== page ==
Subliminal appeal

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sb70012

Senior Member
Azerbaijani/Persian
14. Subliminal: below the threshold of conscious perception. Limen is a Latin word meaning “threshold.”
a. The subliminal effect of the rapidly-flashed pictures of popcorn was that the audience headed for the refreshment counter.
b. In our art gallery we rely on soft music and incense to create a subliminal appeal.

(There is no more context)
Source: 601 Words you need to know, Fourth Edition

by Murray Bromberg and Julius Liebb, unit1,

lesson 6 (Social Science), page 32.


Hello teachers,

As you know, Subliminal means: affecting your mind in a way that you are not conscious of.
But in the statement I’ve posted it makes not a good sense to me. What do the bold written
words (Subliminal appeal) mean exactly?

Many thanks in advance.
 
Last edited:
  • morior_invictus

    Senior Member
    Slovak
    But in the statement I’ve posted it makes not a good sense to me.
    Why sb? It makes a very good sense. You can use a lot of techniques to convey hidden messages to customers. In your case, it is soft music and incense.

    appeal /əˈpiːl/ n
    the power to attract, please, stimulate, or interest
     

    dadane

    Senior Member
    English-London
    To me, subliminal refers to something you are not consciously aware of. Soft music you can hear, incense you can smell, so I would not classify these as subliminal methods. In the first example subliminal is correct because the images are deliberately flashed at a rate that your conscious mind cannot perceive but your subconscious can.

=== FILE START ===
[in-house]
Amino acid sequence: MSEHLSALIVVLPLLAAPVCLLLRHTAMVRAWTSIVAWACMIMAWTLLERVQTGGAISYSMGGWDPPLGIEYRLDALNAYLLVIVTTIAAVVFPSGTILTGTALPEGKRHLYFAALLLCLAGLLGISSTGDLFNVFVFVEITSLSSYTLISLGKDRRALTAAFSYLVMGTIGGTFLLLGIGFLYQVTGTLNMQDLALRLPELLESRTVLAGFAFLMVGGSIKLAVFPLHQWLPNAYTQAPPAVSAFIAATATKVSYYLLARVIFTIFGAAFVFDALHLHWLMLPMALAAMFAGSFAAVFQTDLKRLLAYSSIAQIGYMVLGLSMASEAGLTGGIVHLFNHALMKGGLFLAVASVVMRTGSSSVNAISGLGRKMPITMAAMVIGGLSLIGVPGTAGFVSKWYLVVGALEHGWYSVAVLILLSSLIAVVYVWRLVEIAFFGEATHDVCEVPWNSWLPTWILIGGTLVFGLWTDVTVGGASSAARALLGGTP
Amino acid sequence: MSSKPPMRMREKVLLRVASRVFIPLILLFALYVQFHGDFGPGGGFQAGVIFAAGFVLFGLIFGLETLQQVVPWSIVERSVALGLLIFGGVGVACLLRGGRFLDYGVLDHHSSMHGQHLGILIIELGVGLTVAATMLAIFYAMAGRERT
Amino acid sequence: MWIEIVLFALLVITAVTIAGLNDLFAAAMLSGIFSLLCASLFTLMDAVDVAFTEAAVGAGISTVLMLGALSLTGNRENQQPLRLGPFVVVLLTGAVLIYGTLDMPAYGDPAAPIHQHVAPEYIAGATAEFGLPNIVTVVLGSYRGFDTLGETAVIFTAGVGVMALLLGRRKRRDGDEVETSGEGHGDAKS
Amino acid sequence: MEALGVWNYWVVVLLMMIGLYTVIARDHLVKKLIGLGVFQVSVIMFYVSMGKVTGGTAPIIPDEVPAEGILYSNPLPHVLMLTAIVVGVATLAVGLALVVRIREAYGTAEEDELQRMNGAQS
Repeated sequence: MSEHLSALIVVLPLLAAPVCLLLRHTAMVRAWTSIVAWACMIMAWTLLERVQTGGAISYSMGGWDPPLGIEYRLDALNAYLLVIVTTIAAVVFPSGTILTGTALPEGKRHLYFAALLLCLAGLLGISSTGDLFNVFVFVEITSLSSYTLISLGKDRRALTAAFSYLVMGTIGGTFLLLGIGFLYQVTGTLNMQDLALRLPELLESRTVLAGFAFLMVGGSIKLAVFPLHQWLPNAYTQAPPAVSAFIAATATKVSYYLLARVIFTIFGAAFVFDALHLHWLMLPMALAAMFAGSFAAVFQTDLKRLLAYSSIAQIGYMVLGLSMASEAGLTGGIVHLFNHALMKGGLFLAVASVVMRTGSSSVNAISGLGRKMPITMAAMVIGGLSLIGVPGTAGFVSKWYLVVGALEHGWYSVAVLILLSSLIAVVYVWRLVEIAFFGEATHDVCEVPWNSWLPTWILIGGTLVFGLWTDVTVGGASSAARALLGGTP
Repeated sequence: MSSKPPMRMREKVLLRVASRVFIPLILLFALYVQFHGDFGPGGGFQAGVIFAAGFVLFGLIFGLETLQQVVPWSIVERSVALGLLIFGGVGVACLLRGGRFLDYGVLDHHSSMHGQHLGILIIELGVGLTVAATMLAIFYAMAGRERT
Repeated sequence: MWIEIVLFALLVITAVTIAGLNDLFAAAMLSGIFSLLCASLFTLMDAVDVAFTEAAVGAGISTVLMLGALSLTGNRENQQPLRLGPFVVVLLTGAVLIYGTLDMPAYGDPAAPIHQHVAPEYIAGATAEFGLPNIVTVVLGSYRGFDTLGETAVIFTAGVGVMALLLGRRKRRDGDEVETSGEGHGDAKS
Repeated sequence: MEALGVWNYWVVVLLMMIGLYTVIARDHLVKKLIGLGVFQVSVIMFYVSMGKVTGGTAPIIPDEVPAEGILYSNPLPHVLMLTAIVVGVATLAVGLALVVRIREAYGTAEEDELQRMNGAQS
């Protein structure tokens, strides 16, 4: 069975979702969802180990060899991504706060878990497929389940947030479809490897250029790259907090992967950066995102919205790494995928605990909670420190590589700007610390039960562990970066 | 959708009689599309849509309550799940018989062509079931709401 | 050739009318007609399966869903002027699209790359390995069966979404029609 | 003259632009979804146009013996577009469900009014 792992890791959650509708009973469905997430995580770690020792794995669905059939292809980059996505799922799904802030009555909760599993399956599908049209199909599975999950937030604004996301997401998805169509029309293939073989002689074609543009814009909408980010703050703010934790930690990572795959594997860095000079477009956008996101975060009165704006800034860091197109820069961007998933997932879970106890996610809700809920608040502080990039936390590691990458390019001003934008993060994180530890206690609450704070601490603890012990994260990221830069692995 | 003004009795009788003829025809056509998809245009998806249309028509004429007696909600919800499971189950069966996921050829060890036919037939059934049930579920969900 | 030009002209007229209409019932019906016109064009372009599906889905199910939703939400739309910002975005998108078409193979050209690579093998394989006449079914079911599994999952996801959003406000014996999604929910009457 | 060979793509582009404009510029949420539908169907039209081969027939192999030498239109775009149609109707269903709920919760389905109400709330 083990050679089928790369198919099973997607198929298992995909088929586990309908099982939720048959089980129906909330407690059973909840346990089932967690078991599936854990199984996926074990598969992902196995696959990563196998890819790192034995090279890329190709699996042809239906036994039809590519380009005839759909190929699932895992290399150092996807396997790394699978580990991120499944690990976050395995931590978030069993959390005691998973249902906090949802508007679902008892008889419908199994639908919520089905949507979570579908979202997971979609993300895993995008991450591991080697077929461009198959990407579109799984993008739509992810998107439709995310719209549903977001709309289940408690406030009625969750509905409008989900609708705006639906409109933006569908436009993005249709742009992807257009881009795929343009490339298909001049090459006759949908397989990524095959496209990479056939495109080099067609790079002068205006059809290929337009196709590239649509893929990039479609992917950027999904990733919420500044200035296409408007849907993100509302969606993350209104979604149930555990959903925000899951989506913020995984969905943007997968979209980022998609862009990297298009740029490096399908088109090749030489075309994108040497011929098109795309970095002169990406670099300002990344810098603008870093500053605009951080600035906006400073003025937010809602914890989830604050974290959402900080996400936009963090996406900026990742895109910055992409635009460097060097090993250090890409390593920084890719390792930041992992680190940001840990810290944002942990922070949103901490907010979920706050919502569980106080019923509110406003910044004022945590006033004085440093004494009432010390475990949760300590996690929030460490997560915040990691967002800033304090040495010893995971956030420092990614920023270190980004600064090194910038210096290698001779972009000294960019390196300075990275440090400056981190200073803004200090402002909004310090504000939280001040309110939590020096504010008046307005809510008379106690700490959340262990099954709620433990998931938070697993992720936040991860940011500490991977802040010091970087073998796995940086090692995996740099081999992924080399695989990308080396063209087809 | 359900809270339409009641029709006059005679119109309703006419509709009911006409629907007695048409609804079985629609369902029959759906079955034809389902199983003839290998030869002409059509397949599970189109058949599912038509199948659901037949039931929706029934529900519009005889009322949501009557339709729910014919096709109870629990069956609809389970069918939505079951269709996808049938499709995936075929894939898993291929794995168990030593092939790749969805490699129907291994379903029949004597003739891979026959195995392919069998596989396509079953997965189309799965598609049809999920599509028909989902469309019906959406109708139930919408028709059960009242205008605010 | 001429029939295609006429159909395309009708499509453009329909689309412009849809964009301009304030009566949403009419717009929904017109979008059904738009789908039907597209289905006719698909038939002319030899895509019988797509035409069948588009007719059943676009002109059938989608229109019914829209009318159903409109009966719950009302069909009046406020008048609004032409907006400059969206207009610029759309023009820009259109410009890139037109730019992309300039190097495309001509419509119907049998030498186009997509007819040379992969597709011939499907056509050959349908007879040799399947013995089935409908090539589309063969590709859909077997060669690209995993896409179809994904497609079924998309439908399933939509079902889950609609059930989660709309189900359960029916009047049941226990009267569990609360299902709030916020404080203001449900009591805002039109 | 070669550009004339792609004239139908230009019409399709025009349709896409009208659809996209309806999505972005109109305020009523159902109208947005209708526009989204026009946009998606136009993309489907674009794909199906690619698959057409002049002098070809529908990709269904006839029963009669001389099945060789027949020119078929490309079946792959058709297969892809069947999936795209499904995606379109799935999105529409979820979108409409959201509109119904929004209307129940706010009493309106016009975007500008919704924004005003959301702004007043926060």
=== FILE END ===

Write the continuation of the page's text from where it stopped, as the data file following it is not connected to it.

Edit: Why are there concurrent threads on this question?
     

    sb70012

    Senior Member
    Azerbaijani/Persian
    Why are there concurrent threads on this question?
    Whenever a person asks a question it means he/she really doesn't know the answer of his/her question.
    We can't ask many questions in one thread. That's why I asked them seperately.
     

    Thomas Tompion

    Senior Member
    English - England
    To me, subliminal refers to something you are not consciously aware of. Soft music you can hear, incense you can smell, so I would not classify these as subliminal methods. In the first example subliminal is correct because the images are deliberately flashed at a rate that your conscious mind cannot perceive but your subconscious can.

    Edit: Why are there concurrent threads on this question?
    I think the soft music and the incense can provoke associations which are attractive and amount to the subliminal appeal of something.

    In other words, although people can hear the music and smell the incense, the thoughts they provoke, which account for the appeal, are linked automatically but subconsciously to the stimuli.

    I use gentle guitar music in my shop to encourage people to think of warm summer nights of love, in the hope that these pleasurable associations will provoke them to buy things bigtime. It doesn't always work.
     

    dadane

    Senior Member
    English-London
    I think the soft music and the incense can provoke associations which are attractive and amount to the subliminal appeal of something.
    The problem is, this generalises subliminal to the point where it has no meaning. Every sensory experience will stimulate associations, so, by this definition, every single thing we consciously see, hear, smell, touch, and taste is subliminal.
     

    Thomas Tompion

    Senior Member
    English - England
    The problem is, this generalises subliminal to the point where it has no meaning. Every sensory experience will stimulate associations, so, by this definition, every single thing we consciously see, hear, smell, touch, and taste is subliminal.
    The sensations are usually conscious, but the associations can creep up on us unaware - I think that is the subliminal part. In some cases we aren't even aware of them until later, if at all.
     
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